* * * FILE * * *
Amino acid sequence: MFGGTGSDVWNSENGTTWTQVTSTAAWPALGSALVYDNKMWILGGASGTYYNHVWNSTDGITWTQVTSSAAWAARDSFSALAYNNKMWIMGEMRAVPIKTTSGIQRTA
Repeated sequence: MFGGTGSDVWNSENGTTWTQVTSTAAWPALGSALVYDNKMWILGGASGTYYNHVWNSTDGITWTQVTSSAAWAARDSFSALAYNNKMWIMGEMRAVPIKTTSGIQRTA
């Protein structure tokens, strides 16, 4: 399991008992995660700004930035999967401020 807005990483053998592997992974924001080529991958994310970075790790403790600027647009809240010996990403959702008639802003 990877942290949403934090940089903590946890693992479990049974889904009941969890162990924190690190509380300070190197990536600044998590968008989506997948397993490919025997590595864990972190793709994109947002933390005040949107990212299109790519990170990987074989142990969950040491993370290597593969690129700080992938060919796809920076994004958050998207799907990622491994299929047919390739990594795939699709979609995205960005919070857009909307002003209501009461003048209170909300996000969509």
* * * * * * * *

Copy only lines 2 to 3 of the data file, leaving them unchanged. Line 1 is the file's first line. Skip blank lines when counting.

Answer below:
Repeated sequence: MFGGTGSDVWNSENGTTWTQVTSTAAWPALGSALVYDNKMWILGGASGTYYNHVWNSTDGITWTQVTSSAAWAARDSFSALAYNNKMWIMGEMRAVPIKTTSGIQRTA
């Protein structure tokens, strides 16, 4: 399991008992995660700004930035999967401020 807005990483053998592997992974924001080529991958994310970075790790403790600027647009809240010996990403959702008639802003 990877942290949403934090940089903590946890693992479990049974889904009941969890162990924190690190509380300070190197990536600044998590968008989506997948397993490919025997590595864990972190793709994109947002933390005040949107990212299109790519990170990987074989142990969950040491993370290597593969690129700080992938060919796809920076994004958050998207799907990622491994299929047919390739990594795939699709979609995205960005919070857009909307002003209501009461003048209170909300996000969509």